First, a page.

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January 15, 1993     The Message
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January 15, 1993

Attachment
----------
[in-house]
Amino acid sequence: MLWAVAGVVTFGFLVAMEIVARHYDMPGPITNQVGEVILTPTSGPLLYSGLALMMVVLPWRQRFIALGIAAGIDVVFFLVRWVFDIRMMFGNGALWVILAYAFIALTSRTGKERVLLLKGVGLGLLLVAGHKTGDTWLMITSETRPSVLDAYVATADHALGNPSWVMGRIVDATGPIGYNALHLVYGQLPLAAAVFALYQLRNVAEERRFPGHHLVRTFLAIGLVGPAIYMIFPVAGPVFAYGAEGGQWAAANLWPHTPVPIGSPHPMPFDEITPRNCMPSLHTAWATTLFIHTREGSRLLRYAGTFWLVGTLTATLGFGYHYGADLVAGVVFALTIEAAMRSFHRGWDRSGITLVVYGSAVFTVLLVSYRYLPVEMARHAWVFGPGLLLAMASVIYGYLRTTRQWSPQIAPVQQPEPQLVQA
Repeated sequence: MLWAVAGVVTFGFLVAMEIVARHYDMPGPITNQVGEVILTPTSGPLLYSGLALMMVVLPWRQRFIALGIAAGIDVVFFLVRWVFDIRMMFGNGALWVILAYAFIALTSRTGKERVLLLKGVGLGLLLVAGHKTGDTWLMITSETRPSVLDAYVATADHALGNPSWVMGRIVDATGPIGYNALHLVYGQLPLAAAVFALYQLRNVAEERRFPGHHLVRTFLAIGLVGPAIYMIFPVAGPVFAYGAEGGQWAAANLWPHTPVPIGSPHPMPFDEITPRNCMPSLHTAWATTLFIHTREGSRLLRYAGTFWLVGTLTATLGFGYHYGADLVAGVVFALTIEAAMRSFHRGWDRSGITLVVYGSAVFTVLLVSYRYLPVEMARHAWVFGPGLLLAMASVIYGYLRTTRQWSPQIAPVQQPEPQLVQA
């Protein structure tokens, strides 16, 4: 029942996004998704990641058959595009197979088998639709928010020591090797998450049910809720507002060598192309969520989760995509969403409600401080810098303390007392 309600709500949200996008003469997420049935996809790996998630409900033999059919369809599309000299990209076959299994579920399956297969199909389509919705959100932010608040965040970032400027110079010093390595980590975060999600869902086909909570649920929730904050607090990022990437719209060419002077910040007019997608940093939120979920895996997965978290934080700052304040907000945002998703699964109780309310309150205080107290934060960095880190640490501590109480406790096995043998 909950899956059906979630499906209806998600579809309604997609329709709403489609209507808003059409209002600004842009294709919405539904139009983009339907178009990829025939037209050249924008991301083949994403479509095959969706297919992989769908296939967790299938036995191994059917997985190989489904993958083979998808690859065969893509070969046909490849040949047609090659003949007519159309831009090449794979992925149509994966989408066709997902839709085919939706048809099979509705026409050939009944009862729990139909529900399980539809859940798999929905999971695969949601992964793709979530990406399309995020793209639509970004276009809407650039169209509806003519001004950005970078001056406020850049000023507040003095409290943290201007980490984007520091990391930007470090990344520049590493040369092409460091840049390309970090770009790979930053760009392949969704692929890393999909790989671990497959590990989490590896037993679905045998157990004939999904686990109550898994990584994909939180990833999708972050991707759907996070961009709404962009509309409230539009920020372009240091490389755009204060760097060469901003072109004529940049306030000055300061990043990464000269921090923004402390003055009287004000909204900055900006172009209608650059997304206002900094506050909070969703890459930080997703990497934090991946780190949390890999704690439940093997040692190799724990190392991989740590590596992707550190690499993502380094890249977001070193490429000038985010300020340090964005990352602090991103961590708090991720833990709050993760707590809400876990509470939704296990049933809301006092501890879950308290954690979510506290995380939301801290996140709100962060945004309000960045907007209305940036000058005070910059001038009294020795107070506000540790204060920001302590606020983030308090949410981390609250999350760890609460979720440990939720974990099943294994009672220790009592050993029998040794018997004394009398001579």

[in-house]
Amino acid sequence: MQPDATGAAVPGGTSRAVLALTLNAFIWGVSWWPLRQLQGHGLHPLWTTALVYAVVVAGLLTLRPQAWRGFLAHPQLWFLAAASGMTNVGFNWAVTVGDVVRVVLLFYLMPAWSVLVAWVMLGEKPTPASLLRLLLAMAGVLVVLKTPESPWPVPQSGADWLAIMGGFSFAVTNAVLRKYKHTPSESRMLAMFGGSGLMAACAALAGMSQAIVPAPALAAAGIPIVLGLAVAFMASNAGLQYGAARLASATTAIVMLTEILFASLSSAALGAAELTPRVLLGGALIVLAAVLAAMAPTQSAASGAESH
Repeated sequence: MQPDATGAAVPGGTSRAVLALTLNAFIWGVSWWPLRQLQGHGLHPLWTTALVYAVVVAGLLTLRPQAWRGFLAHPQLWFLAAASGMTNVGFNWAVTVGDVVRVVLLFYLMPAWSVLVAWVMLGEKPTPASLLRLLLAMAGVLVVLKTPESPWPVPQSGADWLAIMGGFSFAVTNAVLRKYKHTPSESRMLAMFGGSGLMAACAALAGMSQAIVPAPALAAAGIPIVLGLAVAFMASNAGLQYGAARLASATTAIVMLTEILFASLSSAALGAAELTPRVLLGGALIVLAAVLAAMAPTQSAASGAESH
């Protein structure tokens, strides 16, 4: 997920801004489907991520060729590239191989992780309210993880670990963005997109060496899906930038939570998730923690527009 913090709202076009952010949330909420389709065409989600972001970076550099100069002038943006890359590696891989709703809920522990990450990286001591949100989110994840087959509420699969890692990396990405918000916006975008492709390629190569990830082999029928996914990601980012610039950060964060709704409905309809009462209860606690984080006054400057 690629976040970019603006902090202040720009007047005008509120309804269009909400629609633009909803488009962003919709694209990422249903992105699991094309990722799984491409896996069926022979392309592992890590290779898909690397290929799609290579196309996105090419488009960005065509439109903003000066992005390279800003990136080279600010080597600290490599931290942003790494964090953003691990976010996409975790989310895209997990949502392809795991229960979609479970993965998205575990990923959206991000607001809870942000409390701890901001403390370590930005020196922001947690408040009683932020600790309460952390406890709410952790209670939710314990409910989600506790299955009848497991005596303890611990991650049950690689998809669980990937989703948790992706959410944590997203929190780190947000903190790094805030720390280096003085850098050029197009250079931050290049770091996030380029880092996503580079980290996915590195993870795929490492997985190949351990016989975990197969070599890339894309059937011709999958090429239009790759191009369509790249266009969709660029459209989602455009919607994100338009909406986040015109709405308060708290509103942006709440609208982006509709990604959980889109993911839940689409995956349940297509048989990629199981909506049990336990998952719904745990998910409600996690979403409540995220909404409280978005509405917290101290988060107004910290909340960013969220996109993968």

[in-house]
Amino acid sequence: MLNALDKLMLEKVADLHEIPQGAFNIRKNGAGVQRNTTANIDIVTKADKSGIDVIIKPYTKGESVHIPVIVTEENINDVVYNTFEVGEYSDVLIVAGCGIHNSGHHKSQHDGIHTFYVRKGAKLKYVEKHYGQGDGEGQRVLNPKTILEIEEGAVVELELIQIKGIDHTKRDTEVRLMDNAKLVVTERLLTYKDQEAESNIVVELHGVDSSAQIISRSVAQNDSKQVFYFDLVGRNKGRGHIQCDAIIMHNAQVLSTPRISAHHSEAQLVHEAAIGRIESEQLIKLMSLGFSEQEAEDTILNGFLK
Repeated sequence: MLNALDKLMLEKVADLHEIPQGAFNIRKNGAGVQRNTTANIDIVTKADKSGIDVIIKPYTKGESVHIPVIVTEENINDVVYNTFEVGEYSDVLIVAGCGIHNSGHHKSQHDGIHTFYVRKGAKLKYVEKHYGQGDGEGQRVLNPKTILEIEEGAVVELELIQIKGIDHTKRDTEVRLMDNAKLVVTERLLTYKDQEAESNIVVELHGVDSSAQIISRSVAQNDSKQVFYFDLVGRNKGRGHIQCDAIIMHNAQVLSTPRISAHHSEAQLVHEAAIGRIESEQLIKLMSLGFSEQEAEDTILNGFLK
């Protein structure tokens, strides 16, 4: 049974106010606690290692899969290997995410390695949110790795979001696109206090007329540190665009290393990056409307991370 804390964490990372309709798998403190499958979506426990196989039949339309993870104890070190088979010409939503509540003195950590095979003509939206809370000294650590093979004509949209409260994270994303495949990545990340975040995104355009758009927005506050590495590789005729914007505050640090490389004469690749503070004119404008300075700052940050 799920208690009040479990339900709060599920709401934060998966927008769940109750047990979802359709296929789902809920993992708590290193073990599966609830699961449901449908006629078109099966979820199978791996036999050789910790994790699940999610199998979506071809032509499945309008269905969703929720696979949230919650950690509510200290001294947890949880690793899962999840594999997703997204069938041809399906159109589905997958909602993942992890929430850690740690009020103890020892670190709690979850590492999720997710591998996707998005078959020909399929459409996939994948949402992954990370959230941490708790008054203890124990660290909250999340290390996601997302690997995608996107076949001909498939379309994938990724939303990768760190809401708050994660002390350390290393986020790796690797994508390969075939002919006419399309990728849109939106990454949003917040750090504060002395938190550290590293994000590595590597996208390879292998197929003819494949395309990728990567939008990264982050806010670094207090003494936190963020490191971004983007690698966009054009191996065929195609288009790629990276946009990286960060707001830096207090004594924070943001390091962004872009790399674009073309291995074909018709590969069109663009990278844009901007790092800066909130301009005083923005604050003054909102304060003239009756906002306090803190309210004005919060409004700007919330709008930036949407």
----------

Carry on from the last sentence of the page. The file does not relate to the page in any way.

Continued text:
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15,1993 The Message -- for Catholics of Southwestern Indiana tary 9 0000y,A00ER Lamb of God; John the Baptist oI, OER and John the Evangelist Commentary for Sunday, Jan. 17, Second Sunday in Ordinary Time, Cycle 1:29-34. The importance of John the Baptist and his . to Jesus can be seen by the frequency With which the Church recalls his testimony to Jesus in the Sunday readings. Two Sunday in Advent were already devoted to that wi" Also last Sunday's gospel recalled the : mess of John to Jesus at the baptismal scene de- by Matthew, Today we hear John the Bap- s to Jesus in the Gospel of John. may well be impossible to unravel the of the theological cloth that the evangelist :L r author of the Gospel of John has woven into ..s lirstchapter. We can only attempt to deter- e Which threads come from John the Baptist l,a Which threads derive from John the Evange- t or trom the theology of the Christian commu- lty tot which he was writing. Perhaps the main day's witness to Jesus by John the Bap- words: "Behold, the Lamb of God v_ . away the sin of the world " We are , .. ry, tamlhar with these words because they are usea.t every Mass as the priest elevates the Body ,u Ulood of Jesus just prior to communion. we hear the term, "Sweet Jesus." or not Jesus had a sugary disposition, do not describe him as such. Above term "Lamb of God," when used of Jesus 31 of John, is not meant to compare sheep or to describe him as cuddly, sweet. To determine what either John the Baptist or John the Evangelist or both together meant by this term we have to see what it meant in the Hebrew Scriptures and even in the Chris- tian Scriptures insofar as they existed in the last decade of the first century in which the Gospel of John seems to have originated in its present form. "Lamb of God" as used by John in John can best be interpreted by its use in the Aramaic lan- guage. This language, closely related to Hebrew, was the spoken language of the time of Jesus and John the Baptist. We assume that the author of this gospel was also familiar with this language. In fact, he may have been a contemporary of Jesus, perhaps even one of his immediate disci- ples. This could at least be said of the first stra- tum or layer of the gospel with its sometimes inti- mate details not seen in the other three gospels accepted by the Church. One of the earliest titles applied to Jesus was "servant of God." We find this term used of Jesus in some of the speeches in Acts of Apostles. Those speeches frequently present ys with the earliest form of Christian preaching. It was not long before offense was taken at this title perhaps as not expressing the dignity of Jesus as equal to God. Thus it is never used of Jesus in the gospels except once. This is when Matthew quotes Isaiah 42:1, the place from which this title originates for its Christian usage. Since second'generation Christians seem for the most part to have avoided the title, "Servant of God," for Jesus, the Aramaic language gave them a useful option. In Aramaic the term for ser- vant was "talyah." However, this word could y "1 " " rosaries for Russia osary to collect second milhonanli t ANy, N.Y, (CNS)  A movement who died in June Klein said he contacted lPaign tocollect 1 million 1992. . "more than 40 bishopsin var- f0r' 1or Russia and other Thus far, 670,000 rosaries ious dioceses throughout the ne=-rtY COmmunist Euro- have been shipped to people countries of Central and East- i J CoUntries has exceeded in the former Soviet bloc and ern Europe" who "said they could use sea! aIld been extended to distributed through relief easily another r0s. anther 1 million agencies and Mother Teresa's 300,000 rosaries." TL es" Missionaries of Charity. Rosaries can be sent to ia e Campaign was begun Robert Klein of the Albany- Family Rosary Inc., Executive QrCth er 1991 by Holy based Family Rosary wants to Park Drive, Albany, N.Y.  rather p f0U,- atrick Peyton, distribute the other 330,000 12203-3594. Phone: (518) -uer of the Family Rosary rosaries. 489-8900. mean not only servant but also lamb. Thus the title "servant of God" seems to have become "lamb of God." It is likely that John the Baptist himself referred to Jesus as "servant of God." By the time the Gospel of John was completed the servant of God had become the lamb of God, no longer in John the Baptist's Aramaic but in John the Evangelist's Greek. Whether understood as servant or lamb, both meanings can be interpreted from their use in four poems found in the Second Book of Isaiah as they are translated into Greek. The poems are called "Servant Songs," because the first one be- gins with the words: "Behold, my servant, whom I uphold, my chosen one in whom my soul de- lights." That servant is described in a later poem as "a lamb that is led to the slaughter and a sheep that is silent before its shearers." That same ser- vant or lamb is described as bearing our grief, car- rying our sorrows, wounded, bruised, handed over for our sins, and eventually cut off from the land of the living. All of this is included when John the Baptist refers to Jesus: "Behold the lamb of God who takes away the sin of the world." With these thoughts in mind, we can better un- derstand the burden carried by those same words spoken by the celebrant as he invites the faithful to communion with the servant of God, the lamb of God. Other readings Second Sunday in Ordinary Time, Cycle A: Isaiah 49:3, 5.6; I Corinthians 1:1.3. llenib. ersl Ih( othS . . ball team at St. ames School, St. lames, won the e fifth and sixth llrade basket J _ ual H ' clud..  ohday Tournament at St lohn the Baptist School, Newburgh. Team members in- laj.ront row, left, Brian Lui "l]ran Seihert Adam Adler, Zach Hudson, Adam Ralph, " Zl'i I' k r,ulls' Peter_ Amunds, o n, b a c'ro w " , le.'f,t Benn y Faraone, ]osh Zdmk," lustre" Elpers, Jacob jacob Wels a , eam is coached by Ral h Adler and Marwn lissel. "" nd Michael Aivey. The t ": . P " Golden Jubilarians Edward J. and Agnes (Vieck) Ottensmeyer of Vincennes will celebrate their fiftieth wedding anniversao, with a Mass of Thanksgiving at 1 p.m. Saturday, Jan. 23, at Sacred Heart Church, Vincennes. The Mass will he con-celebrated by Fa- ther Hilary Ottensmeyer of Beech Grove, In., and Father Hi- lary Vieck, pastor of St. Peter Church, Linton. The couple's children will host a reception from 2 to 4 p.m. in the Fort Sackville Room in the new Student Union Building at Vin- cennes University. [The reception has been changed rom the Trailblazer Room.J Friends and relatives are invited to the Mass and reception; the couple requests no gifts. They were married |an. 22, llqk, at St. Thomas C-,lrch, V, by Father Edward Eismman. They are th anmtx Chil- dren, Edward Ill of Wellesley, Ma.; Mi iael ffewood, Ok.; Patrick of East Amherst, N.Y.; Mary Cart off|e, - In Kathleen Nelson of Fort ! ranch, and Llnda ! Read- ing, Pa. They have 13 grandchildren. Ottm! rett from the Indiana Depmrtment of Trenspoatim in Ig5, Th are both retired real estale brokel's from Ollensmeyer Real Estate.